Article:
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Frontline Hero: Michelle Shepeluk

Headshots of Michelle Shepeluk, at home and in COVID-19 gear

Early in life, Michelle made two discoveries. The first was that she was drawn to helping people in difficult situations, hoping to ease their suffering. The second was that she was intrigued by the human body and enjoyed studying anatomy and physiology. Combined, these two passions led her to a career in nursing. Today she’s a registered nurse in the critical care unit at Riverside Walter Reed Hospital, where she’s been since 2005.

A typical workday for Michelle begins at 7 a.m. After taking patient assignments and completing a morning assessment, she and the team at large have a plan of care meeting. From there, it’s providing meals, helping with eating and bathing, reassessing every patient every 4 hours, then handing off her responsibilities at 7 p.m. to the next shift.

During the pandemic, the hospital understandably got a lot busier and patients were a lot sicker. In general, Michelle works about 72 hours every two weeks, but during the height of the pandemic, she took on extra shifts. During one particularly busy season, she worked as many as 100 hours every two weeks. As cases have begun to decrease, she is back to normal hours.

The protective measures they’ve put in place, including being garbed from head to toe, have made it more difficult to communicate and perform group care together. While before they could enter and exit patient rooms without much thought, now the nurses plan everything in advance before going into rooms. It has helped with efficiency, as has aid from other units like the Operating Room or Post Anesthesia Care Unit, who provide extra hands.

Though the community her hospital is in has an older population, Michelle has seen patients from all walks of life over the past several months, an indication that the virus has affected much of society. Still, Michelle's day-to-day tasks are pretty similar, but at a higher volume. In addition, the hospital’s no-visitors policy means nurses have added coordinating video calls with families to their lists of to-dos.

Much of what comes with being a nurse during a pandemic has proved challenging, but Michelle has been learning through it all. “I always had a thirst for knowledge,”she said.

From a nurse’s aide, she became a Licensed Practical Nurse, then Critical Care Registered Nurse, all while at Riverside. Growing up, it was her mother and stepfather who inspired her work ethic through their own. It was their motivation that fueled her through college and nursing school. And to pay her way through nursing school, Michelle worked full-time.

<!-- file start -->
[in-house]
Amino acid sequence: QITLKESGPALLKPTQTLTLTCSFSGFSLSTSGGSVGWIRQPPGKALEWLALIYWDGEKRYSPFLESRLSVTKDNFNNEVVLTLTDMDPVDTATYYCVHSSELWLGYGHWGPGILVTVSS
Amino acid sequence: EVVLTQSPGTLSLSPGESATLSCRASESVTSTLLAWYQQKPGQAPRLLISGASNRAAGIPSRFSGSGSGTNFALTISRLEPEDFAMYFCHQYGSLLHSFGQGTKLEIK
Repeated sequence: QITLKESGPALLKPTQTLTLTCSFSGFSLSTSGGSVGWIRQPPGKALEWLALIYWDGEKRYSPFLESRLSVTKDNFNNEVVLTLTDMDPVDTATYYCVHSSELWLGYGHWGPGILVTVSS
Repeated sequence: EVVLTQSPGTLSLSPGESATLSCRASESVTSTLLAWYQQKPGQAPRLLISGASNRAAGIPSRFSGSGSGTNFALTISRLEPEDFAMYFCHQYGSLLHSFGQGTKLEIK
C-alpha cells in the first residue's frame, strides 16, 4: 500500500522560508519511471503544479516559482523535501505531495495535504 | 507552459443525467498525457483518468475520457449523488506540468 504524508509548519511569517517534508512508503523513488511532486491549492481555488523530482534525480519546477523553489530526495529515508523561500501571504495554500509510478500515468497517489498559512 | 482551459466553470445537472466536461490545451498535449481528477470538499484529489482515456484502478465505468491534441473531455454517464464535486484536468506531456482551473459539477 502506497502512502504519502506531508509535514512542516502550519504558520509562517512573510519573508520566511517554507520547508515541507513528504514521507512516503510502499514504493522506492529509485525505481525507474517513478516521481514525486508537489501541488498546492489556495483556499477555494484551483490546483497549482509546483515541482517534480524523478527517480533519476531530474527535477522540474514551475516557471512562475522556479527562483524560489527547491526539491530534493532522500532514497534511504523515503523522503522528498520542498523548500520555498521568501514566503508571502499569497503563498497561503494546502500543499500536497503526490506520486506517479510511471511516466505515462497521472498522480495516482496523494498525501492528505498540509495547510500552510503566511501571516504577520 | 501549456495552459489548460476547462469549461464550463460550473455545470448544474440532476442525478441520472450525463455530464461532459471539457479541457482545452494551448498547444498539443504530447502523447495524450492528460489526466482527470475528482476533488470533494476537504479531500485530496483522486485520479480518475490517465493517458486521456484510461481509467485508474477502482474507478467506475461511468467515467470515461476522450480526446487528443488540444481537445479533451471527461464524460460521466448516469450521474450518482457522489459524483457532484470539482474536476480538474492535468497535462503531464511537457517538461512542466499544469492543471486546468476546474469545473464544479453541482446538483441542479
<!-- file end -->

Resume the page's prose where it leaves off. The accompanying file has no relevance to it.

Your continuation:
Throughout the pandemic, she found herself following industry news and practices, reading evidence-based findings, and sharing what she learned with her team. The team would then discuss if and how they could incorporate those findings into the care they provided their patients

“I always want to be caring, exercise empathy and be an emotional support for patients and families,” she said.

Michelle’s career is her calling, but it still takes a lot out of her. “The hardest thing hands down is families not being able to see loved ones,” she said. “They cry to you on the phone. It’s heart-wrenching.”

She said while having empathy for patients and families is critical for nurses, it does take an emotional toll. To relieve stress, she enjoys baking, sewing, and spending time with her husband and dog. As an avid reader, she has been opting for fiction novels for “something else out of this reality.”

It’s also customary in her family to gather for each member’s birthday and holidays, but they avoided doing so over the past year to help stop the spread.

“I’ve missed spending time with friends and family, being able to hug people and be around them, having get-togethers—things you take for granted,” she said.

She added that once cases drop to manageable amounts and there are less severe cases, life will begin getting back to normal.

“Patients have been more sick than any I’ve taken care of in my career,” she said. I’m hoping that the vaccine will help cut down on the severity and the spread will slow.”

Though social distancing and wearing a mask are aninconvenience for most, Michelle said it’s about protecting your fellow man and looking out for each other. That’s what she said her team at Riverside has done over the last several months.

“Everyone has given a 100% effort,” she said. “Together, we have done some incredible work and I am proud to be a part.”

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